DAY 5

How to use camera on iPad/iPhone

Day 5

Hello! Alex here. Welcome back to the course, we’re on day 5.
Finally, we got to the point where we can start being creative and actually create some photos and videos.

Let’s start with understanding how an iPad camera works.
I’m gonna go and open the app called Camera.


Camera Modes


Photo
Photo is the standard mode that you’ll see when you open the Camera app. You use this to take still photos and Live Photos, which come alive when you touch them.

Your iPad camera automatically focuses the image and adjusts the exposure based on what you’re pointing it towards. That way, you always start with a brightly lit photo.

You can change the camera focus and exposure to a specific area. Before you take the photo, tap the place on the screen that you want to adjust. If you want to keep the focus and exposure in the same spot, press and hold on the screen until you see AE/AF Lock.


Let’s take a look a closer look at all the settings of the Photo mode.

The panel on the left-hand side allows me to zoom in and out. Please remember that this is a digital zoom so don’t expect a decent quality from this feature.

On the right-hand side, you’ll find the rest of the settings. Let’s explore them from the top to the bottom.

The first icon is a feature called Live Photos.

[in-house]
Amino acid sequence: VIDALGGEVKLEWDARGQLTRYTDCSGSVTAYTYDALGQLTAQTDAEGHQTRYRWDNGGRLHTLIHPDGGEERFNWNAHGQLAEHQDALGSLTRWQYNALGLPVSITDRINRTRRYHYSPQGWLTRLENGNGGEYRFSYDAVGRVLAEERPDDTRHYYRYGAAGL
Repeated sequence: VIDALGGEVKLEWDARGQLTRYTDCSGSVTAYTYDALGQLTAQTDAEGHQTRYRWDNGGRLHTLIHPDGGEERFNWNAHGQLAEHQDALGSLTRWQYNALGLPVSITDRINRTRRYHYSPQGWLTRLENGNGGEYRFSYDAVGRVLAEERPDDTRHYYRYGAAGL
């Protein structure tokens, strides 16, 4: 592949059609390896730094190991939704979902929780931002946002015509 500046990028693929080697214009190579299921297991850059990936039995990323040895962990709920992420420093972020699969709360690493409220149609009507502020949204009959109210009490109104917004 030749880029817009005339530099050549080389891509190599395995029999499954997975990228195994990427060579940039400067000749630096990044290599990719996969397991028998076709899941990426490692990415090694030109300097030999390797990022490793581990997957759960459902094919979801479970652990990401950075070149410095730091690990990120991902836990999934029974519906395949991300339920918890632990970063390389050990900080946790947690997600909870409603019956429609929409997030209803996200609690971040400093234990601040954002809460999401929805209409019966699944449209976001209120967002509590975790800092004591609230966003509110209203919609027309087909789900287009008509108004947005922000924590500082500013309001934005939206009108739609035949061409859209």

Live Photos is a camera feature that brings movement in your photos to life! Instead of freezing a moment in time with a still photo, a Live Photo captures a 3-second moving image.

If it doesn’t have a line through it, Live Photos is switched on. If the icon has a line through it, tap it to turn on Live Photos.

A Live Photo captures 3 seconds of movement and sound. 1.5 seconds of the Live Photo is captured before you press the shutter button, and 1.5 seconds is captured after.

Therefore, ensure you compose your shot and hold it there for a couple of seconds before you press the shutter. If you don’t do this, the first part of your Live Photo will be of you moving the camera to frame the shot.

Likewise, your iPhone will record for 1.5 seconds after you’ve pressed the shutter. So make sure you keep your phone still for a couple of seconds after taking the shot.